2) Harvest Health: $2.1 billion
In May, Florida based Trulieve agreed to acquire Arizona-based Harvest Health & Recreation for $2.1 billion dollars.
The lesson? Large U.S cannabis companies will continue to pursue acquisitions as a means to expand into new markets as opposed to solely focusing on securing licenses in these states.
3) Redecan: $776 million
In June, Quebec based Hexo agreed to acquire Ontario based Redecan in a deal initially valued at $776 million, however, Hexo’s stock price has since declined by close to 90% in the time since.
The lesson? Large Canadian cannabis companies need to acquire smaller competitors to retain their market share, however, for the smaller cannabis companies the initial results suggest they are better off remaining independent.
4) Gage Cannabis: $545 million
In September, TerrAscend agreed to acquire Michigan based Gage cannabis in a deal valued at $545 million.
The lesson? Gage is the best example of a cannabis company leveraging the success of existing cannabis brands (Cookies) to stand out and ultimately succeed in markets these brands don’t have a presence in.
5) Supreme Cannabis: $346 million
In April, Canadian cannabis giant Canopy Growth announced its acquisition of Supreme Cannabis in a deal that initially valued Supreme at $346 million.
The lesson? Once again, large Canadian cannabis companies will continue to acquire smaller cannabis companies to retain market share, and it looks very likely we will continue to see this trend in 2022.
Breaking down the data on the impact of decriminalizing cannabis…
Why was cannabis made illegal?
If you ask someone unfamiliar with the history of cannabis the most likely response is that consuming cannabis is dangerous, and this policy was adopted to protect the public’s health.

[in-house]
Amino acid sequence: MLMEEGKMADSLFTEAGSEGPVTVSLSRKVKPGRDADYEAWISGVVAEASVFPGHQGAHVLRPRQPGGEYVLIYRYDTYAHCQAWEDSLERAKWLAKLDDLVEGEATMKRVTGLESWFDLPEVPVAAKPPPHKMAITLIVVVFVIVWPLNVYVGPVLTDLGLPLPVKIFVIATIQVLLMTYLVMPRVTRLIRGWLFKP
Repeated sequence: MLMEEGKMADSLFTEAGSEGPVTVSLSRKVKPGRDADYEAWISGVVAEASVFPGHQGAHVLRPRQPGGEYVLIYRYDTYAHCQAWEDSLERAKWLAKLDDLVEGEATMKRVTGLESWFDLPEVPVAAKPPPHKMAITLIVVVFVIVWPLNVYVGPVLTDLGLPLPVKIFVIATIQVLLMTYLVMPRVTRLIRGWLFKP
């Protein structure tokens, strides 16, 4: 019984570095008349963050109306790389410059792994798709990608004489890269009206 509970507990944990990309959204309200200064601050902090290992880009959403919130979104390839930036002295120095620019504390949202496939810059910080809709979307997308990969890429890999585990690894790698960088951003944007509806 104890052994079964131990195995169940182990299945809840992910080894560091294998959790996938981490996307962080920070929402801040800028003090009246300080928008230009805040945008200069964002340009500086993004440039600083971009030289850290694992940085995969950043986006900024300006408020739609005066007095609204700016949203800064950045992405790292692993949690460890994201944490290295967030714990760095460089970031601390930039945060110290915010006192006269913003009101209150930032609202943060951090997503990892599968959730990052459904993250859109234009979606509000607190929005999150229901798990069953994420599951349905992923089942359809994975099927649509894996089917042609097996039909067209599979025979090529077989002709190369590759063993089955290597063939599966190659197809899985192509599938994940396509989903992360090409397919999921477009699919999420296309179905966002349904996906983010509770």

If you ask this same question to someone who is familiar with the history of cannabis they will inform you that this policy was put in place as a means to arrest members of very specific communities in America.
New data, old findings…
To understand the impact decriminalizing cannabis has on reducing the racial disparity for cannabis related arrests researchers at the University of California San Diego analyzed all of the available FBI data from 2000 — 2019.
The study was published in the academic journal Social Science & Medicine, with the data coming from 37 states.
The number of people arrested for cannabis possession declined over 70% among adults, and over 40% among youths after cannabis was decriminalized.
Additionally, the racial disparity among adults decreased by 17% arrest rates between black and white people.
“Cannabis decriminalization seemed to be particularly beneficial to blacks, who were suffering the most from the adverse consequences of criminal penalties.” — the study’s authors wrote.
Room for improvement…
Unfortunately, this reduction was limited to adults as this reduction in the racial disparity in arrests between black and white people for cannabis did not occur for minors living in America.
Why this matters…
Understanding the past is essential to create the right policies in the present to ensure history doesn’t repeat itself.
If every policy marker were to truly understand the history of cannabis, I can’t imagine any outcome that doesn’t result in a complete rewrite of our current laws to allow adults to access cannabis products.
We likely have a long way to go before reaching this point and it remains essential that we continue to examine & reexamine the data to understand how we can improve upon the current policies in place.